In the end of the novella, Clare Kendry, when her racist husband John Bellew confronts her about being black, backs into a window. Irene, confused by conflicting instincts to protect one of her race and to be “rid forever of Clare” (Larsen 69), holds on to her arm. The ending’s ambiguity begins here. Although Irene grips her arm, Clare suddenly falls to her death, and Irene refuses to remember the moment with any sort of clarity. “One moment Clare had been there, a vital glowing thing, like a flame of red and gold. The next she was gone” (Larsen 79). Irene’s paranoia resurfaces for a moment, as she wonders if people will think she pushed Clare, but she finally succumbs to body-wracking sobs, completely overtaken by her simultaneous love and hatred for Clare, who impressed and aroused her like no one else. Irene, in refusing to remember the facts clearly, commits psychological suicide. Although many would argue that she did commit verifiable homicide, and is responsible for the death of Clare Kendry, readers should in fact embrace the ambiguity in this ending. Obviously, Larsen intends for no right or wrong answer, for one should not find the answer to all their questions in this novella. Its ambiguity directly reflects the ambiguity of Larsen’s own life, and her thoughts that identifying identity is impossible. Clare, a creature so revered and yet so unreal, embodies something that cannot exist in the story frame: certainty. For by the end of the novel, Clare knows who she is and to where she would like to return, and once she makes that decision, she is doomed. Larsen portrays the impossibility of identifying identity, but also allows for multiple perspectives (did Clare commit suicide, or did Irene commit homicide?) and uses her characters to represent more than cardboard cut-out representations of women of color. By showing the hopelessness of identifying identity as a fixed landscape (for when Clare decides who she is, she dies, and Irene lives only in murky psychological memories), emphasizing subjectivity in Irene’s narrative, and underscoring fragmentation in the plot, Nella Larsen’s Passing works as a modernist fiction.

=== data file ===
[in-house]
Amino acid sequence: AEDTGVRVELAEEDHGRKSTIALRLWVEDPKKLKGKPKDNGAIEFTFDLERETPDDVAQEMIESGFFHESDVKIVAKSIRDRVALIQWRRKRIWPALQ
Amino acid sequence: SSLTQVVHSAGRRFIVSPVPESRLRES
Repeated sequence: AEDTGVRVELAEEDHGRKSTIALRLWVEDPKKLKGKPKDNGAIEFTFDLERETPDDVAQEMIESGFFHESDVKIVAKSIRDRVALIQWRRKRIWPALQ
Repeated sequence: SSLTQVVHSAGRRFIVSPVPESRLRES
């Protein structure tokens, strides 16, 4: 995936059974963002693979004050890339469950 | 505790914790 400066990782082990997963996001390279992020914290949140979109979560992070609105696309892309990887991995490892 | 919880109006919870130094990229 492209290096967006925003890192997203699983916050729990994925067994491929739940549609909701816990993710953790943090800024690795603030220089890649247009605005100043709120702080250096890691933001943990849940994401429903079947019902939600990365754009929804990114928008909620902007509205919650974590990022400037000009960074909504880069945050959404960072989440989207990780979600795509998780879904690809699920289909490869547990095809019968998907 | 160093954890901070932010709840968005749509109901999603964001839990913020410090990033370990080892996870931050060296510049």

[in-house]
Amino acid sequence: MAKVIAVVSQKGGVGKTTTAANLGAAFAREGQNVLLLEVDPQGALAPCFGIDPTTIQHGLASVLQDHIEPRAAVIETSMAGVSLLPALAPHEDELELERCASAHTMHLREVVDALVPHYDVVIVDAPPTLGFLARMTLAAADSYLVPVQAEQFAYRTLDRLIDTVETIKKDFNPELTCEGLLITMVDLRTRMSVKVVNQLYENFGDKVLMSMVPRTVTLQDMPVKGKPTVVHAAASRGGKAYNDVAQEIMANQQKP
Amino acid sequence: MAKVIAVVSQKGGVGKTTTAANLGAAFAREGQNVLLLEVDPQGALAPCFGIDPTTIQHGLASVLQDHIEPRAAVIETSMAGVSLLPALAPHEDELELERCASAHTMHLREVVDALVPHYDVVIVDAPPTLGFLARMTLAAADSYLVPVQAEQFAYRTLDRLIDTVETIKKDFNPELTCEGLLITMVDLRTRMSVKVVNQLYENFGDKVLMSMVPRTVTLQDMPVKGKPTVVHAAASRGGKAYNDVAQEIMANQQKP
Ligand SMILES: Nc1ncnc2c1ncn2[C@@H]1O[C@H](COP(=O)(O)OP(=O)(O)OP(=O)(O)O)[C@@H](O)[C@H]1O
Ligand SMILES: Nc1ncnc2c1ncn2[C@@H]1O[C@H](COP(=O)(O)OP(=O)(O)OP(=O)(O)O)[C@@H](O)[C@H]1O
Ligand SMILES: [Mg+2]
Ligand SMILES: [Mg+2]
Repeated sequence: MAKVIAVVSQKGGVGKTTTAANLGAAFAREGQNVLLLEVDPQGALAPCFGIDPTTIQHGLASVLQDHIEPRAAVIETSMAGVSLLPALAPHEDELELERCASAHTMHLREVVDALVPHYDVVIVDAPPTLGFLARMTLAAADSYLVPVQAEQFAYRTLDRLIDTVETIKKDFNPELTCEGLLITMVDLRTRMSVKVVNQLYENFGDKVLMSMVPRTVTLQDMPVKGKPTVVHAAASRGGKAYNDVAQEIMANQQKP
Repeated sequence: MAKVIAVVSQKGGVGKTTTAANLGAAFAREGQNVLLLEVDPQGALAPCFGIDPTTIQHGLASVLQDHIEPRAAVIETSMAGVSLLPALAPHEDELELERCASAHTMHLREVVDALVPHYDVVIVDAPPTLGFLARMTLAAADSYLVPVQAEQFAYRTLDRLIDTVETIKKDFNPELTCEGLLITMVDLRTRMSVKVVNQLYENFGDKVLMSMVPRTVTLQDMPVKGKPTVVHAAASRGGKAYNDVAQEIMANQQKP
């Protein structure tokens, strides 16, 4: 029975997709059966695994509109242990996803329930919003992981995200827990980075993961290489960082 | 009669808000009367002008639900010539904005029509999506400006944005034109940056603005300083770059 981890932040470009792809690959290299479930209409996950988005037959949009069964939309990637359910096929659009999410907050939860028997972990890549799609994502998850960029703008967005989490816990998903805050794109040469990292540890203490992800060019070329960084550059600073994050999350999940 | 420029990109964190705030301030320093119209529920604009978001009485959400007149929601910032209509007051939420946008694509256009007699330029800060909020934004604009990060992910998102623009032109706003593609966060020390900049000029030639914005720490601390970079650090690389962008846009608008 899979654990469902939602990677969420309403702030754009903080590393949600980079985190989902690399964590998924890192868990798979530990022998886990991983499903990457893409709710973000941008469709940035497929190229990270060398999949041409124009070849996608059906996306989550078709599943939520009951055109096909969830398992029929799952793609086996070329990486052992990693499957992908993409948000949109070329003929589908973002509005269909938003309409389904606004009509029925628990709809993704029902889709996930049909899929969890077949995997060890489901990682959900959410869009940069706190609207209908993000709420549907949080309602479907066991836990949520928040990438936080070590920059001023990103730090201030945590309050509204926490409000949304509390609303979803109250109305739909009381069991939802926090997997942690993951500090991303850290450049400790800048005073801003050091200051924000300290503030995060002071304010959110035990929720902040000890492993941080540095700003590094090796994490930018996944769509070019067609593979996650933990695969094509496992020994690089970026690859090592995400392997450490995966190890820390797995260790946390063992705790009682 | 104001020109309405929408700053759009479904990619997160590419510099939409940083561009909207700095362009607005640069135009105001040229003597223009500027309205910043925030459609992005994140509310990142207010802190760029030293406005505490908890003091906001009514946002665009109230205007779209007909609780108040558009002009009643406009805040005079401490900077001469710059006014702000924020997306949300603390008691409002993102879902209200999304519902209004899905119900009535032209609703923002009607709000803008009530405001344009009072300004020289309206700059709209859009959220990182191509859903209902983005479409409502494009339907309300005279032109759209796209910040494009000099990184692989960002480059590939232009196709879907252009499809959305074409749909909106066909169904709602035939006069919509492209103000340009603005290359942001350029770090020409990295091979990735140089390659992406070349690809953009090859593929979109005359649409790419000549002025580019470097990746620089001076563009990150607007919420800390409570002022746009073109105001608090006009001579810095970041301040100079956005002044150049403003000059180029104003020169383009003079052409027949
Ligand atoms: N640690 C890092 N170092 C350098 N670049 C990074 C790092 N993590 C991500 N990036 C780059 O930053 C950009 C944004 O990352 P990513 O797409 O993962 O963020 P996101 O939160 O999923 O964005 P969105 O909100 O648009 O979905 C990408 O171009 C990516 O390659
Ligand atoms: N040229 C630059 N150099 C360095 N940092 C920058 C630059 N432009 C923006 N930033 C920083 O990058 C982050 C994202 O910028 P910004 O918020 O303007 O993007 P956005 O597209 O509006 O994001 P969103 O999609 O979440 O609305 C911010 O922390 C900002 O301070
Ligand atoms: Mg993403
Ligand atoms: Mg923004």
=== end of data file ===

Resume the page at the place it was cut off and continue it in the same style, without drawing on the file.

Larsen’s own ambiguous, obscure life is reflected in Passing through her characters, her plot devices, and the fiction medium itself. Her own confusion about racial or gender passing, her aspiration to pass as a novelist, and her endeavor to pass her fiction from obscurity into popularity directly affects the plot and characters in Passing. Ultimately, as both characters veer towards destruction, Larsen deconstructs the very idea of identity. Passing, therefore, is a modernist commentary on the fleetingness of gender and racial identity.
Kennedy, Randall. “Racial Passing.” Ohio State Law Journal. 62.3 (2001): 1-28. Print.
Tate, Claudia. “Nella Larsen’s Passing: A Problem of Interpretation.” Black American Literature Forum. 14.4 (Winter, 1980): 142 – 146. Print.
Wall, Cheryl A. “Passing for what? Aspects of Identity in Nella Larsen’s Novels.” Black American Literature Forum. 20.1/2 (Spring-Summer, 1986): 97-111. Print.
Washington, Mary Helen. “Nella Larsen: Mystery Woman of the Harlem Renaissance.” Ms. Magazine (December 1980): 44-50. Print.